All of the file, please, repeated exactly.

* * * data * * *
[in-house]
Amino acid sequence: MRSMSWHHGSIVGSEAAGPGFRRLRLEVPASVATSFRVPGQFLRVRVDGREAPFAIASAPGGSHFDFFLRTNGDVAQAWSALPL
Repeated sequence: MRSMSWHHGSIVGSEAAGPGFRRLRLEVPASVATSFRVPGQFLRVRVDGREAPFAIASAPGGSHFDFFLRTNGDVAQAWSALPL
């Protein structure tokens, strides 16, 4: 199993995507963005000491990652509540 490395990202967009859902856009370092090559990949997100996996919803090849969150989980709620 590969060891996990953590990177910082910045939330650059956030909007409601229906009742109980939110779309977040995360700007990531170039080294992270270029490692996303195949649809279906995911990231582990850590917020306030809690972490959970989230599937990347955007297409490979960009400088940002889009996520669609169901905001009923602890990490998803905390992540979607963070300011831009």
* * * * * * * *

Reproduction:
[in-house]
Amino acid sequence: MRSMSWHHGSIVGSEAAGPGFRRLRLEVPASVATSFRVPGQFLRVRVDGREAPFAIASAPGGSHFDFFLRTNGDVAQAWSALPL
Repeated sequence: MRSMSWHHGSIVGSEAAGPGFRRLRLEVPASVATSFRVPGQFLRVRVDGREAPFAIASAPGGSHFDFFLRTNGDVAQAWSALPL
């Protein structure tokens, strides 16, 4: 199993995507963005000491990652509540 490395990202967009859902856009370092090559990949997100996996919803090849969150989980709620 590969060891996990953590990177910082910045939330650059956030909007409601229906009742109980939110779309977040995360700007990531170039080294992270270029490692996303195949649809279906995911990231582990850590917020306030809690972490959970989230599937990347955007297409490979960009400088940002889009996520669609169901905001009923602890990490998803905390992540979607963070300011831009």